Geographic Information Systems Stack Exchange is a question and answer site for cartographers, geographers and GIS professionals. Join them; it only takes a minute:

Sign up
Here's how it works:
  1. Anybody can ask a question
  2. Anybody can answer
  3. The best answers are voted up and rise to the top

So I am just testing this function by itself before I put it in my loop. So I run the test (Python 2.7) and I get a result saying that it was create, but I do not see it in folder I assigned it to. I even tried it on the arcpy box in arcgis 10.2 and I still can't find the layer. I double checked the path I directed it too but nothing.

    import arcpy
    import os        

    arcpy.env.workspace = 'C://Users/my/workspace/'
    arcpy.env.overwriteOutput = True

    inPut = 'C://Users/my/workspace/'

    allStorms = 'allstorms.shp'

    acrpy.MakeFeatureLayer_management (allstorms, inPut+'group1')
share|improve this question

closed as unclear what you're asking by PolyGeo, whuber Mar 12 '14 at 20:40

Please clarify your specific problem or add additional details to highlight exactly what you need. As it's currently written, it’s hard to tell exactly what you're asking. See the How to Ask page for help clarifying this question.If this question can be reworded to fit the rules in the help center, please edit the question.

Can you explain exactly what you are trying to accomplish? How would you do it manually (e.g. through ArcMap, without using Python)? – blah238 Mar 12 '14 at 18:15
I am trying to use the SelectLayerByAttribute function to add a selection on a layer. In my allstorms.shp, I am trying to the information in my field name (CONF) and separate it into 3 groups, >80, 60-69, <60. Now that I am explaining this to you, I think I have to make allstorms.shp into a layer because I don not think this attribute take shapefiles – Trey Mar 12 '14 at 18:51
Again, how would you do this manually? Is the desired end result a layer, layer file, feature class, shapefile, other? Please edit your question to include all of the relevant information in your question rather than using the comments. – blah238 Mar 12 '14 at 19:15
I would first go to the ArcToolbox, click on layers and Table Veiws, then select Select layer by Attribute. When the box pops up, under layer name I selected allStorms.shp, under selection I used NEW_SELECTION, and under Epression I used [CONF] >= 80. – Trey Mar 12 '14 at 21:15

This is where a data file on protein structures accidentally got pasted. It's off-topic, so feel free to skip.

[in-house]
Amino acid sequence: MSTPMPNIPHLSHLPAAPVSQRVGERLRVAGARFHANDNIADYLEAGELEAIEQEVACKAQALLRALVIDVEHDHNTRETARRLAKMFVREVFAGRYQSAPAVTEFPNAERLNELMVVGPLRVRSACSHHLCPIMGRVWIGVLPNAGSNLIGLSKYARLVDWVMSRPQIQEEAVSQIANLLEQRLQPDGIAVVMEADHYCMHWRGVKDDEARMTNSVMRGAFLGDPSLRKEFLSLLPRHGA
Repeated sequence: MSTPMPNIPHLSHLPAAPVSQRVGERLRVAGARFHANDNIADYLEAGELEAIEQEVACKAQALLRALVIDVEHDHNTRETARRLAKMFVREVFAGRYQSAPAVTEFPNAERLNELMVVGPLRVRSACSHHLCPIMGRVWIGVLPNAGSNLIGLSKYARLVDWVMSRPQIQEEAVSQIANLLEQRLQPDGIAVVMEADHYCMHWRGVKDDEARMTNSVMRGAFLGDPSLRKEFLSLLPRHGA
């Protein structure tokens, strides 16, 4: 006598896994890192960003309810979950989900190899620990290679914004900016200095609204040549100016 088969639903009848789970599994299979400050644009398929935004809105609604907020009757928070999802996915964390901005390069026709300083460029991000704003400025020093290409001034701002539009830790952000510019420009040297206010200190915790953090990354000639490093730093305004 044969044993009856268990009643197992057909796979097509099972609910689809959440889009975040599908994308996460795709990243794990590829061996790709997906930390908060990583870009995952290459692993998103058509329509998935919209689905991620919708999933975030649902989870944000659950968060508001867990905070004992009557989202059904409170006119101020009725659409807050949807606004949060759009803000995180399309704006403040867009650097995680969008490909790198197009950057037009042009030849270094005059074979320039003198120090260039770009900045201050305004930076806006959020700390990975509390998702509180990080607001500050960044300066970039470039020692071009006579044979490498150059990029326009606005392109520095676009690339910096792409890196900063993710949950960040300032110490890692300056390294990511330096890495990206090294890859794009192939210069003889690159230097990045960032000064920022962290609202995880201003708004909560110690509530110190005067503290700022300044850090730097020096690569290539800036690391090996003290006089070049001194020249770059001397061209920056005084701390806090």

I get this error when I do the function in saying Traceback (most recent call last): File "<pyshell#17>", line 1, in <module> arcpy.SelectLayerByAttribute_management("allActiveFire.shp","NEW_SELECTION"," CONF >= 79 ") File "C:\Program Files (x86)\ArcGIS\Desktop10.2\arcpy\arcpy\", line 6688, in SelectLayerByAttribute raise e ExecuteError: Failed to execute. Parameters are not valid. The value cannot be a feature class ERROR 000840: The value is not a Raster Layer. ERROR 000840: The value is not a Mosaic Layer. Failed to execute (SelectLayerByAttribute). – Trey Mar 12 '14 at 22:27

Because 'group1' is in memory, you would need to save it to a layer file if you want to visually confirm its existence. One approach:

import arcpy, os

arcpy.env.workspace = r'C:\Users\my\workspace'
ws = arcpy.env.workspace
arcpy.env.overwriteOutput = True

allStorms = 'allstorms.shp'
acrpy.MakeFeatureLayer_management (allstorms, 'group1')
arcpy.SaveToLayerFile_management ('group1', os.path.join(ws, 'group1' + '.lyr'))
share|improve this answer
would you have to do this when you are using the Select Layer By Attribute function afterwards. My main goal is to make new layer along with a field name and it's data that are greater than 80 from a previous shapefile. I use the ArcGIS resource center for references and their 2 examples uses the makeFeatureLayer_management and then the Select Layer By Attribute_management. I hope I make sense. – Trey Mar 12 '14 at 15:25
No, you do not need to create a layer file when using select layer by attributes. – Aaron Mar 12 '14 at 15:28
Your explain makes more sense since you have to save the layer in order to use it but I am not sure why the example in the ArcGIS resource center does not use the SaveToLayerFile_management. Check it out:… – Trey Mar 12 '14 at 15:29
oh okay. I guess I will try it without creating a layer than. Thank for the help, now I know more about the make a feature layer. – Trey Mar 12 '14 at 15:36
You do not need to save a temporary layer (e.g. 'group1') as a layer file. This is only done if you want to actually visualize the layer. When you use arcpy.MakeFeatureLayer_management(), you are essentially creating a feature stored in your computer's memory rather than being saved to disk. When you quit ArcGIS, the layers are automatically deleted until you create them again. You can use these temporary layers (e.g. 'group1') as input for tools such as SelectLayerByLocation_management (). – Aaron Mar 12 '14 at 15:41

Not the answer you're looking for? Browse other questions tagged or ask your own question.